The Servant-Leader as a Trusted Advisor

During last Wednesday’s “Open Mic” session (Noon on 15 April ’20), I recommended a book as well worth reading by people who are keen to grow their skills at helping people to better understand the problems and challenges that they face in business and in life generally.

The book is called “The Trusted Advisor” and its authors are David Maister, Charles Green and Robert Galford.

I first read this book about fifteen years ago. I have read it again and again, loaned it to many friends – so much so that my original copy has long since fallen apart! I have also purchased many copies which I have given away.

Every once in a while, I discover a book, read it and feel so rewarded by its contents. What makes it so special is that its contents keep on offering up fresh insights and wisdom that I haven’t noticed in earlier readings.

Whilst I am only a raw beginner in the study of, and journey into, the world of Robert Greenleaf and his writings, his account of reading Herman Hesse’s book “Journey to the East” and about the servant Leo, convinces me that Robert Greenleaf would say “Amen” to my thought that some books keep on revealing wisdom and truth that is only apprehended by repeated reading of the same book.

Yes, I believe that this book “The Trusted Advisor” is certainly a book that keeps on surprising and thrilling its reader with previously un-noticed precious insights into how to grow into becoming a trusted and valued helper to the people who ask for help.

This book is just over two hundred pages long and obviously written by people who have spent many years learning how to be, not just trusted but, useful advisors.

After a brief introduction that will encourage you to keep reading, the authors use the next twenty-two chapters to share their journeys in the direction of growing, over many years, into becoming more and more valued by their clients and eventually trusted to the point where conversations about issues are without boundaries and very transparent.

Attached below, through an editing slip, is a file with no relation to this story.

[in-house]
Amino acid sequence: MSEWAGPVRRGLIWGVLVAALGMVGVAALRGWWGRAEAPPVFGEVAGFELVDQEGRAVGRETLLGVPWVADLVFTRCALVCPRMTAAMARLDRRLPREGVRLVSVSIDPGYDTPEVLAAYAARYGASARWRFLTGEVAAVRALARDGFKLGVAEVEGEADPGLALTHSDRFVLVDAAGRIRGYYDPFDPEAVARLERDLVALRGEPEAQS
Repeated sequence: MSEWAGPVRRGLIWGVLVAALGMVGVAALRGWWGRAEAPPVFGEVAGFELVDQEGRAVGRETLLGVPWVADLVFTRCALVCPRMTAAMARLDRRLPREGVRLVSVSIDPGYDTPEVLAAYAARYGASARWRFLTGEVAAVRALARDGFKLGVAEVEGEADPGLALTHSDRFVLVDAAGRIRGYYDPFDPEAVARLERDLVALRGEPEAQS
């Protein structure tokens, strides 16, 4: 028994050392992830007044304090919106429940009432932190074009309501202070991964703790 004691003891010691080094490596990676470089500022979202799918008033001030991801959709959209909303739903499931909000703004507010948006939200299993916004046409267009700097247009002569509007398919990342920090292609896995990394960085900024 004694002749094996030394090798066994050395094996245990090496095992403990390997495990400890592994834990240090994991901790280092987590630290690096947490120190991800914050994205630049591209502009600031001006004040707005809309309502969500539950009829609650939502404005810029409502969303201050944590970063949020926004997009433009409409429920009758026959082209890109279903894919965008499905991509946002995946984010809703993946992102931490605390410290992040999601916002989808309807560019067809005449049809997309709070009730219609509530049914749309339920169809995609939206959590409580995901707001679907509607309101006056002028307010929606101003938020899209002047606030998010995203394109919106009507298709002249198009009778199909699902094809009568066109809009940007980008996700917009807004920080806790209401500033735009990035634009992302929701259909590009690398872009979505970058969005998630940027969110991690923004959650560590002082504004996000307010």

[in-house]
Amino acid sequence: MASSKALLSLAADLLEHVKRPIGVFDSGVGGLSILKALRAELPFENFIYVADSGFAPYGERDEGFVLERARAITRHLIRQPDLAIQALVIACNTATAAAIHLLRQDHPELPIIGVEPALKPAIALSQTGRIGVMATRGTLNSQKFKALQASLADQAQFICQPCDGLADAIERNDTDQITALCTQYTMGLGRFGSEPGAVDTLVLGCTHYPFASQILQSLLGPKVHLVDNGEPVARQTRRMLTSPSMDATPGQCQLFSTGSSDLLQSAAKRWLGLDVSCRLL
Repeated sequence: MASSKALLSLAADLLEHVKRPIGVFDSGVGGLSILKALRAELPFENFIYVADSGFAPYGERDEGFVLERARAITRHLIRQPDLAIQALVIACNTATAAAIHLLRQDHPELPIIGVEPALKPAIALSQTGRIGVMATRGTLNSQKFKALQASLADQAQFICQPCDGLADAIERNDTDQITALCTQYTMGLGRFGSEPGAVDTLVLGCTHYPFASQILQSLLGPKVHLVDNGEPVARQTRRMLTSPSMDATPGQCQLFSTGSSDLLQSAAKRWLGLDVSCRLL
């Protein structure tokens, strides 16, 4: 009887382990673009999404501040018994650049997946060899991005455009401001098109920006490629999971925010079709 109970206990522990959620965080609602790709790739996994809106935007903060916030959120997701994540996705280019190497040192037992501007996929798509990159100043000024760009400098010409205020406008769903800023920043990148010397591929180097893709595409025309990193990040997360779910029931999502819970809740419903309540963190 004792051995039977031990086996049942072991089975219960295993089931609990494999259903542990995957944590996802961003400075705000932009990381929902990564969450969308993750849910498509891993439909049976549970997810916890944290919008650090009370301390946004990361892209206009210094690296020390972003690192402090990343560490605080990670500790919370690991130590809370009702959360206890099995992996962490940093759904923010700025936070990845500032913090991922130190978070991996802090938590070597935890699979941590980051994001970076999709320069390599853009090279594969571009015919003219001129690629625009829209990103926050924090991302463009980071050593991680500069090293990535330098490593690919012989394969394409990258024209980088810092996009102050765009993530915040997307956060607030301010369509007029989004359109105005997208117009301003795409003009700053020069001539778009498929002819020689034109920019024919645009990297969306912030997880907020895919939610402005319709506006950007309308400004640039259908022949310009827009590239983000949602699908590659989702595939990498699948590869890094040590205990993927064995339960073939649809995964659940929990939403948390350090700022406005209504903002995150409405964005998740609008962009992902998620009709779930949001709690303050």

Now I repeat, this book won’t be digested and appreciated after only one reading. Once again, I say that this book reflects what I think is one of the fundamental truths taught by Robert Greenleaf, namely, that truth and wisdom is often not only the end-product of intellectual effort but of life-experience, mistakes made, trials, difficulties and intuitive activity. Now I hasten to repeat, I am a raw beginner in my journey into the beliefs of Robert Greenleaf and will welcome any corrections or adjustments to what I have just written.

Now, I wish to briefly offer some personal advice, based upon my fifty-plus years in business – much of that time spent trying to help people in trouble – often serious trouble.

My advice is that everybody who starts out on a journey towards becoming a better helper (servant) to others, needs to learn that the journey is, by necessity, a long, long journey. And that during that journey, there will be some successes, but many mistakes, blunders and errors made!

Further, I am totally convinced that, without mistakes, we do not grow!

Again and again, the Bible encourages us to believe that, though many trials and difficulties, we will become more effective. Further it exhorts us to “Consider it pure joy, my brothers, whenever you face trials of many kinds…” (The Book of James chapter 1, verses 1 – 3).

Now to the natural mind, that exhortation sounds like words that must have been spoken by someone who had been out in the sun for far too long!

But my life-journey has taught me that the best lessons that I learned were the outcome of great difficulties and trials.

Written By,

David Eskdal


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